Friday mystery object #436

This week I have been in the beautiful city of Edinburgh at the conference of the Society for the Preservation of Natural History Collections (SPNHC), Biodiversity Heritage Library (BHL) and the Natural Sciences Collections Association (NatSCA) hosted wonderfully by National Museums Scotland (NMS).

It’s been a fantastic opportunity to catch up with natural history colleagues from around the world and to learn what everyone has been busy doing over the last few years. I also got to see some fantastic specimens held by NMS and I thought I’d set one of them as this week’s mystery object:

Do you have any idea what this might be?

As ever, you can leave your thoughts in the comments box below. Have fun!

15 thoughts on “Friday mystery object #436

  1. There are color variations: is this object partly plaster?

    The hollowed-out inner faces of the dentaries make me think it is a Cetacean, and in particular an odontocete: so I’m with Wouter so far. But not confident enough to follow him to the species level.

    How big is it? Hard to judge from the picture, but it does, Wouter, look like a BIG HEAD.

  2. I can see how the lower jaws pinch together to create an elongate anterior symphysis (partly hidden behind the support pole but still visible) To my knowledge this alone pretty much indicates that Wouter is correct. Plus that tall crest projecting dorsally from the back of the skull leaves no doubt that this is the big spermoceti-bearing squid eater.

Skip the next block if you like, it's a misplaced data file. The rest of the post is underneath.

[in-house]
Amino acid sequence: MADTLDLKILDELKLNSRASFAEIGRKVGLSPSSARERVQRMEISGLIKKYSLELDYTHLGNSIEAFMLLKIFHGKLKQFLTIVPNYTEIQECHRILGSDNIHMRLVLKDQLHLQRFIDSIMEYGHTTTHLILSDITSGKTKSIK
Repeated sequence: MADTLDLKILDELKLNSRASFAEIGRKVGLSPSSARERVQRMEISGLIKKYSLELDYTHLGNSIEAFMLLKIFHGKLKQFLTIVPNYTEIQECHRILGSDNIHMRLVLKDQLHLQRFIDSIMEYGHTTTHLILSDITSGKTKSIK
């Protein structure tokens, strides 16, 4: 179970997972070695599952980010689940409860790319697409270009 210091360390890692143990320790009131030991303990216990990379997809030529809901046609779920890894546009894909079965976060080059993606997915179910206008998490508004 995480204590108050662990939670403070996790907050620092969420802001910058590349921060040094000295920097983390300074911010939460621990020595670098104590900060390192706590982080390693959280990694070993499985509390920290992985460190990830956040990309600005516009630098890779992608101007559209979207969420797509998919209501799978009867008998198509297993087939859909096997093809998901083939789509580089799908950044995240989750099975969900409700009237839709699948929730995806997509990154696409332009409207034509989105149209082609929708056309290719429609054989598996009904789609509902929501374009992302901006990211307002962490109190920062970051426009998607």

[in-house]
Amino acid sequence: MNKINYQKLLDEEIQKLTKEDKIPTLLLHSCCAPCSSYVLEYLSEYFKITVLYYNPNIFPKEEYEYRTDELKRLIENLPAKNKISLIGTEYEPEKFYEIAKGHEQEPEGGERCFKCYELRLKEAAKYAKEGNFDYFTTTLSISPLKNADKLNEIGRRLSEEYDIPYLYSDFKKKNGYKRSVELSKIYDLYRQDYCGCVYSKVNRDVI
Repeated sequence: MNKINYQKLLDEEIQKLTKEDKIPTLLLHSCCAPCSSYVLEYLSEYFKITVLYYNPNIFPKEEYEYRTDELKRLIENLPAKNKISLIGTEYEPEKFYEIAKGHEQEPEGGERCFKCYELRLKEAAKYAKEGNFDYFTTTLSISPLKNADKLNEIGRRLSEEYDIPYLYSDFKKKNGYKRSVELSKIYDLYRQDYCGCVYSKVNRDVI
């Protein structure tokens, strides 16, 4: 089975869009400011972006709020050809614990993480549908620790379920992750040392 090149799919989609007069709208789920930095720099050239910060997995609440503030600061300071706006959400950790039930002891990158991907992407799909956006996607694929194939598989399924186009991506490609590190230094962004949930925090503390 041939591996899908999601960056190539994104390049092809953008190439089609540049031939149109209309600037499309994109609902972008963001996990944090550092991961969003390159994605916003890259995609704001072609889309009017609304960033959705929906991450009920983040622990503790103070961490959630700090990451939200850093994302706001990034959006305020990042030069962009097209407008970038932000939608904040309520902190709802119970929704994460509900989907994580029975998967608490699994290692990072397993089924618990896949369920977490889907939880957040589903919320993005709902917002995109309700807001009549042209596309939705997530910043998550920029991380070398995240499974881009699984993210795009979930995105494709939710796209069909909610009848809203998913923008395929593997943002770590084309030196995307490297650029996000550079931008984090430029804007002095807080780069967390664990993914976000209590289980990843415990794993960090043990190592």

3. The rear view is… unusual. To see if I could find an image to compare, I keyed “[common name] skull” into my search engine: didn’t find any viewed from this angle, but did notice (located at a “Things to do in Edinburgh” site) a photo of what seems to be this specimen (similar pole mount in a well with similar glass-with-metal-top fence around it), taken from a more familiar angle. Which leaves the identity pretty unmistakable.

  4. Joe Vans: my guess is that the “eyes” are the scars from whopping big tendons. Which you’d want if your head was this big!

  5. Umm… Nuchal ligaments? (I’m not clear about the distinction between ligaments and tendons: they both leave scars on the bones they attach to, don’t they?)

    • Yep, but ligaments connect bone-to-bone, tendons connect muscle to bone, so ligements can be flexible while tendons tend to be stiff. Both leave scars where they attach, so it can be harder to figure out which is which from just the bone.

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